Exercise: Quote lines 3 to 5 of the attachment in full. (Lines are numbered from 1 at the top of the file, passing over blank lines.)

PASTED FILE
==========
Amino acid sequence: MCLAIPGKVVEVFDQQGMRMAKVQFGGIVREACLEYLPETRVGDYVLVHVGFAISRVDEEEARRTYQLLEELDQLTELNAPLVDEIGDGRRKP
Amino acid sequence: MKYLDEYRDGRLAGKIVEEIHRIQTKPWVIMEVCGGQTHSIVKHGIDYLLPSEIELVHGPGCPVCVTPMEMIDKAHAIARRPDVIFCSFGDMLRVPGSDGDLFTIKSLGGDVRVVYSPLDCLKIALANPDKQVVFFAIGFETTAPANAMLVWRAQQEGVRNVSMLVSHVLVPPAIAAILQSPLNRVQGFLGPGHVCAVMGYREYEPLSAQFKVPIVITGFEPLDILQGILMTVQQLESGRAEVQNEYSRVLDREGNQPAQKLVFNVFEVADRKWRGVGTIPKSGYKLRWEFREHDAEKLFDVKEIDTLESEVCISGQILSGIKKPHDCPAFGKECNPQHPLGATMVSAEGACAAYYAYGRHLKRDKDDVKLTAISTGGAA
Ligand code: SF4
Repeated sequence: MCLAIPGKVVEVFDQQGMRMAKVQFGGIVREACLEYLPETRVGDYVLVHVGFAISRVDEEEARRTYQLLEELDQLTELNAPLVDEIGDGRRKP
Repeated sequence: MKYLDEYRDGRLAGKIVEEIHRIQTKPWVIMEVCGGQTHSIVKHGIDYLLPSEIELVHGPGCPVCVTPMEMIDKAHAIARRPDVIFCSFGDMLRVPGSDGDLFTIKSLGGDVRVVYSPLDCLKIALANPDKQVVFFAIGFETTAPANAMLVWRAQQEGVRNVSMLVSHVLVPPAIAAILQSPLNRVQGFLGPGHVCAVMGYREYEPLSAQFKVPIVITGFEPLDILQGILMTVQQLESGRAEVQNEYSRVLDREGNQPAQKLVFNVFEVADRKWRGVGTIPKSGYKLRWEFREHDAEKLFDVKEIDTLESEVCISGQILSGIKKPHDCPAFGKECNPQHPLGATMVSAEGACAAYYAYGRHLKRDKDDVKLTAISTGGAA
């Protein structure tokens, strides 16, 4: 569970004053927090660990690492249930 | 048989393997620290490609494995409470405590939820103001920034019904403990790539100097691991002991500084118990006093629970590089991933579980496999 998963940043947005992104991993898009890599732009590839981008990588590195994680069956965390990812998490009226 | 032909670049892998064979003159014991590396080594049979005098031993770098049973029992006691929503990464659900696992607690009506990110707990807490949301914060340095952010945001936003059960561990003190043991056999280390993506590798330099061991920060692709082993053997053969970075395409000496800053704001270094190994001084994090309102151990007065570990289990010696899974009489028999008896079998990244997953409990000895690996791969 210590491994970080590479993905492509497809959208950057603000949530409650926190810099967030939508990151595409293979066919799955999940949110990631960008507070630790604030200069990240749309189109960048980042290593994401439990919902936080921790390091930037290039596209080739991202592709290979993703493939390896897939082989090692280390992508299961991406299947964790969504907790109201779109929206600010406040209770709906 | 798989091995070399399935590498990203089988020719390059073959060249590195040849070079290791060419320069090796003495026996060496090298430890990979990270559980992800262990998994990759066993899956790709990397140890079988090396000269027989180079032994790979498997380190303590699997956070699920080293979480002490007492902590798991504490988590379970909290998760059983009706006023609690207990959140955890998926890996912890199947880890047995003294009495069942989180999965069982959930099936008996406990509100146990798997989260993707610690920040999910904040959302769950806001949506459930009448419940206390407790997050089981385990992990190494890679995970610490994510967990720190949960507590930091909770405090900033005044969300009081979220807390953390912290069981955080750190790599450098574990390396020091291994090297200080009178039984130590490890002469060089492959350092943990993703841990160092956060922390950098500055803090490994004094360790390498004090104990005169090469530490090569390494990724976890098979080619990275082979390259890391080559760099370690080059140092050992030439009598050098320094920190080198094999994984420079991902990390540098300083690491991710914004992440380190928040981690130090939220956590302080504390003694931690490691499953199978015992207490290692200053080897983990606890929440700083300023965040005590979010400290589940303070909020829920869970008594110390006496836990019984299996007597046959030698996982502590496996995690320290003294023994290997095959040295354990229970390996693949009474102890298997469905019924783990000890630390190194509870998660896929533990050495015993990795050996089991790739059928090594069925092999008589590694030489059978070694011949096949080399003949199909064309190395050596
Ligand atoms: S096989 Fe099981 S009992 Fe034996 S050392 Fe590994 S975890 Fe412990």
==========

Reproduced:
Ligand code: SF4
Repeated sequence: MCLAIPGKVVEVFDQQGMRMAKVQFGGIVREACLEYLPETRVGDYVLVHVGFAISRVDEEEARRTYQLLEELDQLTELNAPLVDEIGDGRRKP
Repeated sequence: MKYLDEYRDGRLAGKIVEEIHRIQTKPWVIMEVCGGQTHSIVKHGIDYLLPSEIELVHGPGCPVCVTPMEMIDKAHAIARRPDVIFCSFGDMLRVPGSDGDLFTIKSLGGDVRVVYSPLDCLKIALANPDKQVVFFAIGFETTAPANAMLVWRAQQEGVRNVSMLVSHVLVPPAIAAILQSPLNRVQGFLGPGHVCAVMGYREYEPLSAQFKVPIVITGFEPLDILQGILMTVQQLESGRAEVQNEYSRVLDREGNQPAQKLVFNVFEVADRKWRGVGTIPKSGYKLRWEFREHDAEKLFDVKEIDTLESEVCISGQILSGIKKPHDCPAFGKECNPQHPLGATMVSAEGACAAYYAYGRHLKRDKDDVKLTAISTGGAA